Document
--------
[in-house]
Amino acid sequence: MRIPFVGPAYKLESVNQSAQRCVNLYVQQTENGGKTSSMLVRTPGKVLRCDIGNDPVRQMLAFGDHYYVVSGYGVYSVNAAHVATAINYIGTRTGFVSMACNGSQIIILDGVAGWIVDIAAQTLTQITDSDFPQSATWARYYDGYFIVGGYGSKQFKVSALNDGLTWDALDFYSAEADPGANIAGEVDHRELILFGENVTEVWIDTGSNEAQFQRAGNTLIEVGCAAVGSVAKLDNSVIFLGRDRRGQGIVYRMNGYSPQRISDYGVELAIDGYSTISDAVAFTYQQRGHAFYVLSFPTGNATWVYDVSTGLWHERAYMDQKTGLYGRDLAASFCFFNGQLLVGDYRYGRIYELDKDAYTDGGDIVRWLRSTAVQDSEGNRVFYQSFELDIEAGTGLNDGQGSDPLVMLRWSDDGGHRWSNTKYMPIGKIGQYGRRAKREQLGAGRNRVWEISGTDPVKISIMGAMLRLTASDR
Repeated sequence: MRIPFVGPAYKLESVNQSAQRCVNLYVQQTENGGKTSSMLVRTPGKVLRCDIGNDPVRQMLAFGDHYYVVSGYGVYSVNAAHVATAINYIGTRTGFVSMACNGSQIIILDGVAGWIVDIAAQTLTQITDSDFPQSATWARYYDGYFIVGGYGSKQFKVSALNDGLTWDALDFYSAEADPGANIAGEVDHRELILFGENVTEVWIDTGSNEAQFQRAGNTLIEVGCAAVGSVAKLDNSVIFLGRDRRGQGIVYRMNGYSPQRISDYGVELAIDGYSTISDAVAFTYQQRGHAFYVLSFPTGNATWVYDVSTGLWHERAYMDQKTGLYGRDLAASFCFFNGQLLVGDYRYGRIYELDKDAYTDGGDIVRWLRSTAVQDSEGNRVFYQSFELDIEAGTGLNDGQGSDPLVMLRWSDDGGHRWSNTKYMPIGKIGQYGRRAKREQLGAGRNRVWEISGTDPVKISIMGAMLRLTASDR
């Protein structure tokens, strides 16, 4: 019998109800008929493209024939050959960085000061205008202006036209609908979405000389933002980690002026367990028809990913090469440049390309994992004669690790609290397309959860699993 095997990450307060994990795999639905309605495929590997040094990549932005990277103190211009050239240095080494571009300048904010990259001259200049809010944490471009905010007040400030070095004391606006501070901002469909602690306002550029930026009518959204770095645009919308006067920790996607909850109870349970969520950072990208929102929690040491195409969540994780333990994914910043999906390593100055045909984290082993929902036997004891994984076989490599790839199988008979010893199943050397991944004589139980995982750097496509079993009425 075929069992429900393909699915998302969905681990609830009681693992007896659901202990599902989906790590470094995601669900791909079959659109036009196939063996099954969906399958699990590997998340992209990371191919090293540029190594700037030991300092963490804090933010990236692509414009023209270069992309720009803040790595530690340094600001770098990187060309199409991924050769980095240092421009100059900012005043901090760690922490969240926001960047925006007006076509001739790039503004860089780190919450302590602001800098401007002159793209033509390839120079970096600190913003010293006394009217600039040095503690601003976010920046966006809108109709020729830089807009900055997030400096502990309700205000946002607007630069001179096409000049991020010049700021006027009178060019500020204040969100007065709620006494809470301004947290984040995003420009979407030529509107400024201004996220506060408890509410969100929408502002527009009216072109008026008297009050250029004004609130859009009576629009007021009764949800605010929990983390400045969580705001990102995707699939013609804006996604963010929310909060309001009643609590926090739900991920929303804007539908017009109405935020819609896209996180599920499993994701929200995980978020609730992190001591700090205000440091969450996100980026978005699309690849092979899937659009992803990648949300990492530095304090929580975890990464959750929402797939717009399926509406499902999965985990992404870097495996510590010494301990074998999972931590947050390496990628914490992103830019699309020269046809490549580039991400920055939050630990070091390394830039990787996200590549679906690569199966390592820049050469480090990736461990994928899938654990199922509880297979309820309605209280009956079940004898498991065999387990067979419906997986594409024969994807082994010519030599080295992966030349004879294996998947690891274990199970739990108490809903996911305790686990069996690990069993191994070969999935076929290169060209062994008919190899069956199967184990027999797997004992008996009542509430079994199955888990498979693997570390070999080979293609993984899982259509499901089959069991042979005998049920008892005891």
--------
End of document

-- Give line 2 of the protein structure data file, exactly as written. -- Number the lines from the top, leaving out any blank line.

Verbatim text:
Amino acid sequence: MRIPFVGPAYKLESVNQSAQRCVNLYVQQTENGGKTSSMLVRTPGKVLRCDIGNDPVRQMLAFGDHYYVVSGYGVYSVNAAHVATAINYIGTRTGFVSMACNGSQIIILDGVAGWIVDIAAQTLTQITDSDFPQSATWARYYDGYFIVGGYGSKQFKVSALNDGLTWDALDFYSAEADPGANIAGEVDHRELILFGENVTEVWIDTGSNEAQFQRAGNTLIEVGCAAVGSVAKLDNSVIFLGRDRRGQGIVYRMNGYSPQRISDYGVELAIDGYSTISDAVAFTYQQRGHAFYVLSFPTGNATWVYDVSTGLWHERAYMDQKTGLYGRDLAASFCFFNGQLLVGDYRYGRIYELDKDAYTDGGDIVRWLRSTAVQDSEGNRVFYQSFELDIEAGTGLNDGQGSDPLVMLRWSDDGGHRWSNTKYMPIGKIGQYGRRAKREQLGAGRNRVWEISGTDPVKISIMGAMLRLTASDR